U.S. Rep. Heath Shuler has landed a new job working for Duke Energy’s Washington office.
The three-term Democrat, who represents 15 western North Carolina counties, decided to retire from Congress after the legislature redrew his district to make it more Republican-friendly.
Shuler will become senior vice president of federal affairs for the Charlotte-based energy company on Jan. 4. He leaves Congress at the end of December. By law, he won’t be able to directly lobby his former colleagues for a year.
Shuler, a Blue Dog Democrat, has supported legislation to reduce carbon-dioxide emissions, promote green energy and energy efficiency.
“Heath is well-known in Washington for working with leaders from both political parties and for bringing people together in his district,” Keith Trent, Duke’s executive vice president for regulated utilities, said in a statement. Shuler couldn’t be reached Monday.
Duke’s top federal priorities next year will include tax policies on corporate dividends, a key attraction for its investors, said spokesman Tom Williams. Duke will also be interested in resolving nuclear-waste issues and in “fracking” for natural gas, a fuel Duke has used more heavily as prices fall.
This will be Shuler’s fourth career. Before going to Congress, he had a real estate company in Tennessee. The Swain County native, a University of Tennessee football star, also was an NFL quarterback, playing for the Oakland Raiders, the New Orleans Saints and the Washington Redskins.
Holshouser endowment at UNC
UNC-Chapel Hill’s School of Government has raised more than $333,000 to create the James E. Holshouser Jr. Distinguished Professorship to honor the former North Carolina governor.
Along with state matching funds of $167,000, the professorship will total $500,000, which will be invested in an endowment. Proceeds will be used to supplement the salary of a top professor; the professorship could be used to promote a current professor or hire a new one, said Ann Simpson, the school’s associate dean for development.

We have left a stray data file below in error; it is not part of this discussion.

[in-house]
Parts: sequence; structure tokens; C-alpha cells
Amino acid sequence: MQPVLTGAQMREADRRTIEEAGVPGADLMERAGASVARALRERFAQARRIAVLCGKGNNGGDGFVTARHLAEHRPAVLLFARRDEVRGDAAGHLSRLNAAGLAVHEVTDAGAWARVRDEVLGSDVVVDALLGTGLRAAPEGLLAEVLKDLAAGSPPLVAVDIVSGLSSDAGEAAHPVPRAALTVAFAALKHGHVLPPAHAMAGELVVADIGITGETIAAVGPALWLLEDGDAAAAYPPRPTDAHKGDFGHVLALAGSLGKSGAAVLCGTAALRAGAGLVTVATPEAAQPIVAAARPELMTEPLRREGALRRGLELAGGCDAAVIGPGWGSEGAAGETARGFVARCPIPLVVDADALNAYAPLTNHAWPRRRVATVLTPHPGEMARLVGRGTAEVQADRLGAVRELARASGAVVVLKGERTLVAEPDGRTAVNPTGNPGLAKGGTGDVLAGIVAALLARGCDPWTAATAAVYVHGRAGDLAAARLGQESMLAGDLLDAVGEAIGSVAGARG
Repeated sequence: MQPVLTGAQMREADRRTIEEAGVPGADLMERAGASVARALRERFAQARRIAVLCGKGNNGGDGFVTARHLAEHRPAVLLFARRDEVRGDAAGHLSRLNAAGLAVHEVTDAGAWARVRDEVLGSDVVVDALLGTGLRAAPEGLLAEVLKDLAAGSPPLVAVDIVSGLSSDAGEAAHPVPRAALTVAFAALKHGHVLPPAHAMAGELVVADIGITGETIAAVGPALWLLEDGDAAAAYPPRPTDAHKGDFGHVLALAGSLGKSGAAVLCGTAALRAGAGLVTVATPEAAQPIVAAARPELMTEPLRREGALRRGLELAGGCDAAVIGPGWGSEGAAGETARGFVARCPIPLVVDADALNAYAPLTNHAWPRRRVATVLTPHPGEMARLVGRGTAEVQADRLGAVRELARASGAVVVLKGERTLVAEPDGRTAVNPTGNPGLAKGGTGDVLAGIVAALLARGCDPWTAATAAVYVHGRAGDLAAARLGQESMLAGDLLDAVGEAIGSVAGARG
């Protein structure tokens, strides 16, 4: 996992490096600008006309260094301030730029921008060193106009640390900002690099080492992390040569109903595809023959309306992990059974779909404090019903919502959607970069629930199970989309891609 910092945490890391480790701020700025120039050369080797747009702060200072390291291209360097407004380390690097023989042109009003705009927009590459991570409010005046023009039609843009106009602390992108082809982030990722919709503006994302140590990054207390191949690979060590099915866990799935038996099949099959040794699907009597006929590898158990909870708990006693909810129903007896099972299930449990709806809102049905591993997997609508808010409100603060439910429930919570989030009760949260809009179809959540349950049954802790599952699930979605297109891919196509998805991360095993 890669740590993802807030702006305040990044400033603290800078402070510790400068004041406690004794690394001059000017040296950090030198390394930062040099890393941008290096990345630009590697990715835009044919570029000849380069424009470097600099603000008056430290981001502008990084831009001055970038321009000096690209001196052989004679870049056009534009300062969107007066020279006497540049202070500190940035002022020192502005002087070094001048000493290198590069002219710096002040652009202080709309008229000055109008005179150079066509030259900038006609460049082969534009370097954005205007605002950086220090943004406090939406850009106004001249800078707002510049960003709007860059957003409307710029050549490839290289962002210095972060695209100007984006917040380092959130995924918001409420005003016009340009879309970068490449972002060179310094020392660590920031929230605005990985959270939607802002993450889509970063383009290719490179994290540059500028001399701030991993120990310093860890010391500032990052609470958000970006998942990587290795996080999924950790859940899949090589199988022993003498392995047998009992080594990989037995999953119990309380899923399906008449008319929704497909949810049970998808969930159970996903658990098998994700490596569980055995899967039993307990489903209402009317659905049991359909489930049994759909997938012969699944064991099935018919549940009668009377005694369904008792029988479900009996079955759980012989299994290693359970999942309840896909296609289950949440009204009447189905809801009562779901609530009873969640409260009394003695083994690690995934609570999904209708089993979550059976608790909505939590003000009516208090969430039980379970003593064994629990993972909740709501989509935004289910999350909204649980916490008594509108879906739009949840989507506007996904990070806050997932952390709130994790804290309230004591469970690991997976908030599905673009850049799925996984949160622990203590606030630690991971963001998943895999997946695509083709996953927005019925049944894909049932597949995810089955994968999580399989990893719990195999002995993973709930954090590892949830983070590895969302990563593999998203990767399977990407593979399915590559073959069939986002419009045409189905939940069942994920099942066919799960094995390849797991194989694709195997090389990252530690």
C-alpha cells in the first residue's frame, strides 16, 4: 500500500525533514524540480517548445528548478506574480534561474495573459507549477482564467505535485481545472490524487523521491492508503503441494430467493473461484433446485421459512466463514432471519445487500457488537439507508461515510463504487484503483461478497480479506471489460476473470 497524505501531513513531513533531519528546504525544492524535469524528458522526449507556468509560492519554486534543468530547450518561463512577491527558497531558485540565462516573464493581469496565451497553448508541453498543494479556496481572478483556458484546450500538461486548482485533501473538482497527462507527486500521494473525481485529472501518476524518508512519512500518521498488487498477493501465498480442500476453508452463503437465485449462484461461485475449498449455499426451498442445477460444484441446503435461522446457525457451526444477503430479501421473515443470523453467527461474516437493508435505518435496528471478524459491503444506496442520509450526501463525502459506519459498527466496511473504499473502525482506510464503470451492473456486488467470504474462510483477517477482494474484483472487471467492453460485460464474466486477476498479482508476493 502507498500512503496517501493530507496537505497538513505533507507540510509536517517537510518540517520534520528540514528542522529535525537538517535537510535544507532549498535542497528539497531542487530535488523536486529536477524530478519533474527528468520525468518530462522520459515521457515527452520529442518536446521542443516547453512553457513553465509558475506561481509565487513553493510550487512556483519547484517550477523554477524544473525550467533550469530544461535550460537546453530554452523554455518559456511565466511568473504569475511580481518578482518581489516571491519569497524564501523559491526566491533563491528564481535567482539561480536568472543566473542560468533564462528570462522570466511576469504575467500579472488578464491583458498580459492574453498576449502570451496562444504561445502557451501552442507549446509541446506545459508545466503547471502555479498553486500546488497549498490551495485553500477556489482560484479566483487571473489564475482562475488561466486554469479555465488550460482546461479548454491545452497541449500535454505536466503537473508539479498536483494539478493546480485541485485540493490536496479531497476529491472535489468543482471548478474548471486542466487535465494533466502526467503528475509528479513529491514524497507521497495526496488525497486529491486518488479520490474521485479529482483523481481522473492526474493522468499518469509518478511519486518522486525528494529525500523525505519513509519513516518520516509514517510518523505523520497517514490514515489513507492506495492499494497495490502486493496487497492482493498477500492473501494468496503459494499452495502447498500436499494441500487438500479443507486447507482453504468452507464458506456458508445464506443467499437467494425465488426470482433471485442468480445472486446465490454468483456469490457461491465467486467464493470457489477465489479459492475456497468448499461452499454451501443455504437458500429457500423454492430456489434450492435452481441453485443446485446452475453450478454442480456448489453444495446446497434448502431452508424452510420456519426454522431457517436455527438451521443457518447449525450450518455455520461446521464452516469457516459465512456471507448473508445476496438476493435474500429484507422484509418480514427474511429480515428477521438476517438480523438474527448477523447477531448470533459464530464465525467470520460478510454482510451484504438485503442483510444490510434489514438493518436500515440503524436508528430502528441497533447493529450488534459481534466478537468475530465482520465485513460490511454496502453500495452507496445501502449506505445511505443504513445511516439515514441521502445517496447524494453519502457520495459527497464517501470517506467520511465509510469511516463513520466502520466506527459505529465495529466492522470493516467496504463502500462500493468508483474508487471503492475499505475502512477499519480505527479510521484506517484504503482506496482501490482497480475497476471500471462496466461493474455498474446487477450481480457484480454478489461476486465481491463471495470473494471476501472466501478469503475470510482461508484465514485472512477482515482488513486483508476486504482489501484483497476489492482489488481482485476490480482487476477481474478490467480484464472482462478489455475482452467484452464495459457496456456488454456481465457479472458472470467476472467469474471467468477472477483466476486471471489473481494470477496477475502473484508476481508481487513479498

Simpson said more than 125 donors have contributed in Holshouser’s name. The endowed chair is appropriate, she said, because Holshouser visits the school each year to talk to students in the master of public administration program.
“It’s been a wonderful thing for students who are going to be our new town managers, county managers and public-finance professionals to hear about his experiences in state government,” she said.
Holshouser, a Republican, was governor of North Carolina from 1973 to 1977. He is a member of the UNC system’s Board of Governors.
Womble charges dropped
Charges against state Rep. Larry Womble related to a deadly car crash last December have been dropped, reports the Winston-Salem Journal.
Womble, a nine-term Democrat from Forsyth County, had been charged with a misdemeanor after being involved in a wreck that resulted in the death of David Allen Carmichael and serious injuries to the retiring nine-term legislator.
Steven Arbogast, a prosecutor with the N.C. Attorney General’s Office, filed dismissal papers Monday in Forsyth District Court. According to the document, Arbogast said that “continuing investigation of the charged offense has developed additional facts and information such that the State does not believe it can prove the case beyond a reasonable doubt.”
“A burden has been lifted so I can concentrate 100 percent on my recovery,” Womble told The Journal.
Staff writers Jane Stancill, Austin Baird and Charlotte Observer staff writer Bruce Henderson
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